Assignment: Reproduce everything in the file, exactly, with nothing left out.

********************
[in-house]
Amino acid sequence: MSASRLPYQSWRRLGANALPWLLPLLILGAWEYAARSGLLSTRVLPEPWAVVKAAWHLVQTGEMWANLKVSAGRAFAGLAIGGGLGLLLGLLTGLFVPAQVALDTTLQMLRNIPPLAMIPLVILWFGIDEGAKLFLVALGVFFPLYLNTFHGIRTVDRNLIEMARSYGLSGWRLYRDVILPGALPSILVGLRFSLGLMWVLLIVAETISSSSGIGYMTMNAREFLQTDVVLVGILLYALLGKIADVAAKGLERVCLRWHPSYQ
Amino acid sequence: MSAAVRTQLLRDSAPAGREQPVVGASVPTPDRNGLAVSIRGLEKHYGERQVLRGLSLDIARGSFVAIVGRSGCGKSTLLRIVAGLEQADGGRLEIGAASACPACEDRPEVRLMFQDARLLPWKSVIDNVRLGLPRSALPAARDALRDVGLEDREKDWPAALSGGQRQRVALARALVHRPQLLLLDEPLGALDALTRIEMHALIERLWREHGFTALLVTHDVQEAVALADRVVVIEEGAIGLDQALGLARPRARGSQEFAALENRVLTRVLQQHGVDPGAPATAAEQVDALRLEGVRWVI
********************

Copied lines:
[in-house]
Amino acid sequence: MSASRLPYQSWRRLGANALPWLLPLLILGAWEYAARSGLLSTRVLPEPWAVVKAAWHLVQTGEMWANLKVSAGRAFAGLAIGGGLGLLLGLLTGLFVPAQVALDTTLQMLRNIPPLAMIPLVILWFGIDEGAKLFLVALGVFFPLYLNTFHGIRTVDRNLIEMARSYGLSGWRLYRDVILPGALPSILVGLRFSLGLMWVLLIVAETISSSSGIGYMTMNAREFLQTDVVLVGILLYALLGKIADVAAKGLERVCLRWHPSYQ
Amino acid sequence: MSAAVRTQLLRDSAPAGREQPVVGASVPTPDRNGLAVSIRGLEKHYGERQVLRGLSLDIARGSFVAIVGRSGCGKSTLLRIVAGLEQADGGRLEIGAASACPACEDRPEVRLMFQDARLLPWKSVIDNVRLGLPRSALPAARDALRDVGLEDREKDWPAALSGGQRQRVALARALVHRPQLLLLDEPLGALDALTRIEMHALIERLWREHGFTALLVTHDVQEAVALADRVVVIEEGAIGLDQALGLARPRARGSQEFAALENRVLTRVLQQHGVDPGAPATAAEQVDALRLEGVRWVI